Scots hit treatment targets early

Ninety per cent of people in Scotland who start treatment for a drug or alcohol problem are waiting three weeks or less, according to figures from IDS Scotland. The Scottish Government’s deadline for achieving the three-week target under the HEAT (Health improvement, Efficiency, Access to services and Treatment) initiative was March 2013.

The statistics, which relate to people who started their first treatment between April and June this year, were ‘a tribute to the work done by alcohol and drugs partnerships, health boards, charitable organisations, volunteers, families, and many others’, said community safety minister Roseanna Cunningham. ‘In 2007 we inherited waiting times of over a year and have turned that into a maximum three-week wait, nine months ahead of our target.’

The figures represented ‘a great achievement by services in ensuring that access to help is available as early as possible,’ said Scottish Drugs Forum (SDF) director David Liddell.
‘We know that often levels of motivation to seek help among problem drug users can fluctuate, and it is therefore crucial that if people do come forward for help it is available straight away. We also know that this is only the start of a recovery journey which can be long and very challenging. So we not only need services which are easily accessible but also services which can build a long-term therapeutic relationship and respond to people as individuals – the challenge is to ensure quality and accessibility.’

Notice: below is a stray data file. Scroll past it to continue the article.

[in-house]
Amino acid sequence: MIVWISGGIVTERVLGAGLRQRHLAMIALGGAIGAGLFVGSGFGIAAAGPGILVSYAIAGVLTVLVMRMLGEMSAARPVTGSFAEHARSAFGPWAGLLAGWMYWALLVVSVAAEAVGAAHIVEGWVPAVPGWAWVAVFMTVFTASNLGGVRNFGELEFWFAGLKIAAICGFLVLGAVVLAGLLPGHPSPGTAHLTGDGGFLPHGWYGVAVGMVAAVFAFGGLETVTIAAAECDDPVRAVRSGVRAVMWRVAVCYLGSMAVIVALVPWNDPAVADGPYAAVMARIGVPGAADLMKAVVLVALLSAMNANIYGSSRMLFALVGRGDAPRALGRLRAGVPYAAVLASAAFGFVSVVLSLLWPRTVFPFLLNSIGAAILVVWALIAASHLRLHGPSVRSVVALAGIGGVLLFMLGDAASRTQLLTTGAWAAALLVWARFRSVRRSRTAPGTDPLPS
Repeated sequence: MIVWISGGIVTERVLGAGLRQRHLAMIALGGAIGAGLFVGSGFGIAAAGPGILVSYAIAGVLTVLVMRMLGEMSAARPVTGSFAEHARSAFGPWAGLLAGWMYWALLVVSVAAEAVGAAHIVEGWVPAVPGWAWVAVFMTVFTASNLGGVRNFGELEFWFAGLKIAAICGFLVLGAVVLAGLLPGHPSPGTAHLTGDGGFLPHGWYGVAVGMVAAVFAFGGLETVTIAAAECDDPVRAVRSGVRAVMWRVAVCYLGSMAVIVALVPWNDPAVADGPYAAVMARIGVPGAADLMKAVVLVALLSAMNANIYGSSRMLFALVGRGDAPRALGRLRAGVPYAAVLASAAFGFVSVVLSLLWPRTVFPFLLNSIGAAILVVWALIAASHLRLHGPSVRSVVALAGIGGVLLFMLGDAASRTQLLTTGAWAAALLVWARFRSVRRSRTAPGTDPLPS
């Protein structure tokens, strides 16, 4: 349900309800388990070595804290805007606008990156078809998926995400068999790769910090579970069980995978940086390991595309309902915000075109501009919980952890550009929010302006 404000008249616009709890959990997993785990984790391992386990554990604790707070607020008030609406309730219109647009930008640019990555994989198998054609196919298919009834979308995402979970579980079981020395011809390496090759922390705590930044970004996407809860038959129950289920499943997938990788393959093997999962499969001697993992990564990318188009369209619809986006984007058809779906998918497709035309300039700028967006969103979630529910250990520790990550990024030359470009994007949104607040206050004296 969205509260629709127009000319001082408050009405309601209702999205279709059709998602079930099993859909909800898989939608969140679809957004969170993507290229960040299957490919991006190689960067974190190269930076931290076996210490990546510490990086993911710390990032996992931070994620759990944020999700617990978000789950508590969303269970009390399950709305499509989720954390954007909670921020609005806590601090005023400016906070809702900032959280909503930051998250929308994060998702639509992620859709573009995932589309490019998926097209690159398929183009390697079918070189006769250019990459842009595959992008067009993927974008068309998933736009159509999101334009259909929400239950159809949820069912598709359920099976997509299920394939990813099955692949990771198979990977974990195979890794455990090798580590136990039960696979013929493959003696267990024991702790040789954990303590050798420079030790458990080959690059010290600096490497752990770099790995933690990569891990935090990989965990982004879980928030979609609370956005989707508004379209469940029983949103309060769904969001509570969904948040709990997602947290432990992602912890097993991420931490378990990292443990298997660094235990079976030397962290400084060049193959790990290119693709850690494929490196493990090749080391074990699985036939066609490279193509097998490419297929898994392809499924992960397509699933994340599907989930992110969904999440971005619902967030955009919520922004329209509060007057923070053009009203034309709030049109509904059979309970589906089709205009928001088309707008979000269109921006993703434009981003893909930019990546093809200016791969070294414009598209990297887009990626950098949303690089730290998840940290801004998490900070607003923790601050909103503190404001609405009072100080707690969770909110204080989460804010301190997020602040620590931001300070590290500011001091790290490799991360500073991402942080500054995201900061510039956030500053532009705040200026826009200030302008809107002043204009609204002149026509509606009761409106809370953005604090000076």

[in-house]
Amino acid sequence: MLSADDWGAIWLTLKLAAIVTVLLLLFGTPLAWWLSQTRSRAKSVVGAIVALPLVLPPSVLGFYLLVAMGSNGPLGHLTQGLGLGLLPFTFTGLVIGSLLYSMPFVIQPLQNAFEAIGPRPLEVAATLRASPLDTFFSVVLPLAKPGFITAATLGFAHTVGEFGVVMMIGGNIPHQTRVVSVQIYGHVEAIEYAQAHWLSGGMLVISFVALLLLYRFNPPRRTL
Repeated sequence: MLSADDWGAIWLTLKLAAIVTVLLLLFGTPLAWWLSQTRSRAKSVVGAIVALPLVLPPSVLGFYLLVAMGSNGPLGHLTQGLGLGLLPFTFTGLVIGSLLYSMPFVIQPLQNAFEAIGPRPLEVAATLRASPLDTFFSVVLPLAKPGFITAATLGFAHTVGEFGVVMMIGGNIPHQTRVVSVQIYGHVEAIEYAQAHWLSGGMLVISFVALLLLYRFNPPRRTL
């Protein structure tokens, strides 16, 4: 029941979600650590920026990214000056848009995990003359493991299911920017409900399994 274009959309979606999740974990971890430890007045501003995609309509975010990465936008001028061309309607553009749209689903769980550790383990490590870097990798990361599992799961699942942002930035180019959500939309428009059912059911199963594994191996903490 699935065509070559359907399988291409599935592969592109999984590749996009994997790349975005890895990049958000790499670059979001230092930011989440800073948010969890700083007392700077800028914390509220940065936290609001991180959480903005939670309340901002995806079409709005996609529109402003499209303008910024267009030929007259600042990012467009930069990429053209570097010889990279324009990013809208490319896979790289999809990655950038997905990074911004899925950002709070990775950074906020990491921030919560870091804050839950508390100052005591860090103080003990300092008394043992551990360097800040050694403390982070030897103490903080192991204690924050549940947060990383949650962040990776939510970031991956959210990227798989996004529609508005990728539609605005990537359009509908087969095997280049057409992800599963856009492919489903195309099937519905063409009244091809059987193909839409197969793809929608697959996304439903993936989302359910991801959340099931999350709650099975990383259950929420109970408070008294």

However there was ‘still more that can and will be done,’ said Cunningham. Recent figures recorded more drug-related deaths for Scotland in 2011 than in any previous year, and an increase of 20 per cent on the previous year (DDN, September, page 4). Methadone was ‘implicated in, or potentially contributed to’ 47 per cent of the deaths, which – although it was unclear how many of those who died had actually been prescribed the substitute medication – has led to stories and editorials in parts of the Scottish press critical of substitute prescribing (see Media Savvy, page 7) as well as calls for a parliamentary inquiry. 

Quarterly drug and alcohol treatment waiting times figures for April to June 2012 available at